Read the transcript to the above video:

You know by now that the aperture can make images brighter or darker. What you don´t know yet is, that you can achieve amazingly different looks by changing the aperture.
Like these two examples.

achieve amazing effects with your aperture
take control over your aperture

But to do that, you first need to take control over the aperture.
So now we´re gonna leave the Automatic mode for the first time. Let´s turn your control dial, and choose „A“ or „Av“.

Av mode

A stands for Aperture Priority and tells you that you can now choose the aperture yourself, rather than letting the camera decide.
Your camera doesn´t know what you want to shoot, so why let it decide?
Now you chose the Aperture, and the camera takes care about the rest, adjusting Shutter Speed (and maybe ISO) to properly expose your image.

The Aperture Experiment.

Chose two appropriate objects you want to capture (I took two screwankers) put them on the table and make sure they are far enough from the camera so that the camera can still focus
(btw: every lens has a different close focus distance. This can be a few inches for macro lenses, or several feet for others, we will hear about that in a later chapter).
Put the second object a little further back, let´s say one hand.

the aperture experiment 1

Now it is time to take two images. For the first image, we will make our aperture big – turn your dial (it is probably the front dial) and make the number you can read on your display or whereever you can read it as small as possible. Sounds weird to make the number small to have a big opening, but don´t let that confuse you right now. For some lenses the smallest number will be 3.5, for others 5,6 and if you have a more expensive lens, it might even be 1.8. That depends on your lens.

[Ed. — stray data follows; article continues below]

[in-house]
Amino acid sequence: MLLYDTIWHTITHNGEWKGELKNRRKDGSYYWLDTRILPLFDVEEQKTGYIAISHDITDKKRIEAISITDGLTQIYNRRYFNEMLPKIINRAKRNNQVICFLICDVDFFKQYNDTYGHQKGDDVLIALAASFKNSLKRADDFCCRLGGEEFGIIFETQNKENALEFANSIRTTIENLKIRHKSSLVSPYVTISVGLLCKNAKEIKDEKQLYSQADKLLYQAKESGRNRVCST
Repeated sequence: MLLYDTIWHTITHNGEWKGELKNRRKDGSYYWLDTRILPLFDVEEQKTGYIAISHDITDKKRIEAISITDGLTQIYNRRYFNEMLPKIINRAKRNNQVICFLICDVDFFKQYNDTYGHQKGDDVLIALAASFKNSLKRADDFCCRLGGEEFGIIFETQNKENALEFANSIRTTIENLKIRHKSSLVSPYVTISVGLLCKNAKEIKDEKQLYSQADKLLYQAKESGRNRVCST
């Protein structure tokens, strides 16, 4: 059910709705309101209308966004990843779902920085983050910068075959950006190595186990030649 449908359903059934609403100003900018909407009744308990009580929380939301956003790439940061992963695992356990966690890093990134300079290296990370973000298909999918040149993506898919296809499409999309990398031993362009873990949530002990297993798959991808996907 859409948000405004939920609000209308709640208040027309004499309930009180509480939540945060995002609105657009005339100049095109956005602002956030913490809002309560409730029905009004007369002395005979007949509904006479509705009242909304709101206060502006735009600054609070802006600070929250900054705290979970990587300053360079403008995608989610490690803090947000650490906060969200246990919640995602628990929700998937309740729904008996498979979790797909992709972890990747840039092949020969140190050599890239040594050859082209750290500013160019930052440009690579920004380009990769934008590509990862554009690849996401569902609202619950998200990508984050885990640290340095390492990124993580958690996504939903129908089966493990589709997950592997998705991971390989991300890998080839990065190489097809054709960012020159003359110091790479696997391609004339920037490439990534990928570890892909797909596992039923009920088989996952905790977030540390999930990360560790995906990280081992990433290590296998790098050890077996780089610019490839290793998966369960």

Time to take the first picture: try not to move the camera, and press the shutter.
In order to correctly expose the image, our camera will choose the appropriate shutter speed. Depending on the amount of light in your room it can be faster or slower.

Without moving the camera, turn your dial in the opposite direction, making the number for the aperture as big as possible. That should be somewhere near 22. Again, press the shutter without moving the camera. Don´t be surprised if the shutter speed this time is much longer you closed the Aperture pretty much, so the camera is compensating for that.

A sidenote: If your camera didn´t focus on the front object, you need a little more control over the focus. We´ll cover that later in another chapter.

That was our experiment, let´s look at the pictures.

the aperture experiment 2

Our images are not spectacular, but they show you one thing: the object in front is sharp in both images, but what about the object in the back?
It is more blured in the first image, but sharper in the second one. And the same with the background. It is more blurred in the second image, than in the first.
Photographers call that depth of field or depth of focus.

What can we do with our new knowledge? Let´s get creative in the next movie. Remember what you learned in this movie! For the first time you left the Auto-Mode and set the aperture by yourself – CONGRATS!

QUESTIONS? Please don´t hesitate to post in the comments on youtube

NEXT LESSON: 2.2. The Effects of Aperture - Part II